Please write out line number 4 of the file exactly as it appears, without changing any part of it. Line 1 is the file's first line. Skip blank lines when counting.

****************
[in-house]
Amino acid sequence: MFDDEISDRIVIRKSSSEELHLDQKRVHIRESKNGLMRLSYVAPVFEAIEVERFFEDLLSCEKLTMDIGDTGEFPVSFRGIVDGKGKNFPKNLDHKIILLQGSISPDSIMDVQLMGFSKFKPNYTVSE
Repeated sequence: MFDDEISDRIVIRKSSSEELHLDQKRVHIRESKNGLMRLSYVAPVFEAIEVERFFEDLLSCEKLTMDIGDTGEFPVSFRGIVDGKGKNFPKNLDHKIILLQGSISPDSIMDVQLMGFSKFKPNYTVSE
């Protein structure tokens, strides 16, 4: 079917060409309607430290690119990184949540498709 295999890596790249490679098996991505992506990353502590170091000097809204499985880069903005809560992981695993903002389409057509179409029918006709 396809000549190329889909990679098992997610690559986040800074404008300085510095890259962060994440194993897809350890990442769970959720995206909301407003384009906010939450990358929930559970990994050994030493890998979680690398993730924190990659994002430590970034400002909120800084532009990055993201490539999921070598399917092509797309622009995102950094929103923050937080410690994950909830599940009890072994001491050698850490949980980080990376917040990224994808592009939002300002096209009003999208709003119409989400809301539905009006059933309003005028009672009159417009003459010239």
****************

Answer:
């Protein structure tokens, strides 16, 4: 079917060409309607430290690119990184949540498709 295999890596790249490679098996991505992506990353502590170091000097809204499985880069903005809560992981695993903002389409057509179409029918006709 396809000549190329889909990679098992997610690559986040800074404008300085510095890259962060994440194993897809350890990442769970959720995206909301407003384009906010939450990358929930559970990994050994030493890998979680690398993730924190990659994002430590970034400002909120800084532009990055993201490539999921070598399917092509797309622009995102950094929103923050937080410690994950909830599940009890072994001491050698850490949980980080990376917040990224994808592009939002300002096209009003999208709003119409989400809301539905009006059933309003005028009672009159417009003459010239």